Following the recent announcement by the United States of America that it will withdraw from the Paris Agreement, leaders around the world have reiterated their commitment to filling the void left by the USA, giving new life to the discussion on the transition to sustainable energy. This year’s edition of our flagship summit on Climate and Energy provides the perfect opportunity to re-examine the importance of strengthened European leadership, global cooperation and international governance to reinvigorate the shift to a green and resilient economy.
Further adaptation of European energy landscapes to facilitate the development of a market fit for fully-integrated and cost-effective renewables will require stronger incentives from both European governance and the private sector, in order to ensure effective consensus on appropriate policy mechanisms, such as reinforced emissions performance standards and an aligned price on carbon.
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08.30 – 09.00
Welcome and registration of participants
09.00 - 10.15
SESSION I: CLIMATE COOPERATION STEPPING UP A GEAR
The United States has pulled out of the Paris agreement, and the rest of the world is eager to fill the void. It’s time for the energy transition to step up a gear to strengthen European leadership, global cooperation and international governance and move to a green and resilient economy.
Progress is being made. China, which accounts for about 30% of global emissions, is pledging to invest $360bn in renewables over the next three years. In 2014 more than half of all Latin America’s electricity came from renewables, more than double the world average. We will look at the importance of reinforced international public and private commitments to spur the clean energy revolution and provide high-level political will for ambitious, real-world policies and actions.
- In the run up to the Paris rulebook in 2018, how can we ensure countries turn objectives into ambitious policies and long-term decarbonisation plans?
- What extra economic and technological cooperation is needed between Europe and China to achieve climate and energy targets faster and more efficiently?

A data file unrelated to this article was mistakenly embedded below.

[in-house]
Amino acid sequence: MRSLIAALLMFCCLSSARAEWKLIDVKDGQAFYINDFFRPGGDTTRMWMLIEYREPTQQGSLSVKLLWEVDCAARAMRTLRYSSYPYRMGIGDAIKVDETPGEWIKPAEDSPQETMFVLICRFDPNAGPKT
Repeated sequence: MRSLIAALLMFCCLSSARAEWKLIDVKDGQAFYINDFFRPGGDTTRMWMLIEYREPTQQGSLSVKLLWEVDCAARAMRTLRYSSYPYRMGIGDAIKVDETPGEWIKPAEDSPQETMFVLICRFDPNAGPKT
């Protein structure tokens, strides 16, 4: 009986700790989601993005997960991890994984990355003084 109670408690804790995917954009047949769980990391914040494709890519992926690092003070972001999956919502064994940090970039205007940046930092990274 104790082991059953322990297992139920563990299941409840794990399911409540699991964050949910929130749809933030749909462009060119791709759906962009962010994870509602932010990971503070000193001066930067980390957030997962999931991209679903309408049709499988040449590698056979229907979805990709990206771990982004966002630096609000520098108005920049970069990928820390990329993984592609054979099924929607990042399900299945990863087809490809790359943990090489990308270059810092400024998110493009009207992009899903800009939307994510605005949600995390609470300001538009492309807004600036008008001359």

- Can new alliances strengthen the international community by helping national leaders meet common and individual climate targets?
- Can more be done with existing climate cooperation tools, such as the EU Energy Initiative Partnership Dialogue Facility?
- How can we improve the structure international discussions to engage the private sector in the global fight against climate change?
10.15 – 10.45
10.45 - 12.00
SESSION II: MAKING WAY FOR THE BIG GREEN BANG
HOW THE EU CAN ACCELERATE THE CLEAN ENERGY REVOLUTION
Despite Europe’s efforts to reduce the carbon footprint of the electricity sector, and the substantial growth of renewables, coal – the most carbon-intensive fuel – still accounts for nearly 80% of the EU power sector’s emissions and its share in the mix is virtually unaltered.
Europe’s role as a climate leader and the growth of intermittent renewables ask for an evolution of its energy mix towards greater flexibility and lower carbon emissions. The European Commission’s Clean Energy Package represents a historical turning opportunity to make the EU’s energy market ready for the future.
- How do EU leaders translate European objectives into ambitious national policy? And how do they reshape a market still primarily designed for fossil fuels?
- What policies are more effective in supporting the switch towards cleaner energy technologies?
- What is needed to support stable long-term investment in renewables beyond 2020?
- What will be the future for high-priority dispatch for renewables – and how can we ensure a level playing field for all energy sources while continuing to reduce emissions?
12.00 – 12.30
12.30 - 13.30
SESSION III: WHAT PRICE FOR A GREENER FUTURE?
Average carbon prices in 2020 are likely to be almost nine per cent lower than forecasted in 2016. This makes it less attractive for stakeholders in the EU carbon market to invest in the technology needed to hit emissions targets.
At EU level, talks on the fourth phase of the Emissions Trading Scheme (ETS) continue, but with little consensus: effective change towards a European economy-wide carbon price requires more time. But in the run-up to major elections in Europe, the national level is stepping up: the recently-elected French President Emmanuel Macron put forward climate policies to raise the carbon price to €100 per tonne by 2030 – twenty times the current level.
- Can the EU ETS remain the main driver of decarbonisation of the EU economy?
- How can disruptive national leadership and a clear political vision reinforce European incentives on a strong carbon price signal? Can the French government’s actions inspire others towards change?
- What will the next phase of the ETS look like – and can a more coherent climate policy be implemented?
- How can EU leaders effectively agree on an aligned European pricing strategy on carbon while avoiding a massive phase-out of production means in the short term?
End of debate
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This event is exclusively for Friends of Europe’s members, EU institution representatives and media.
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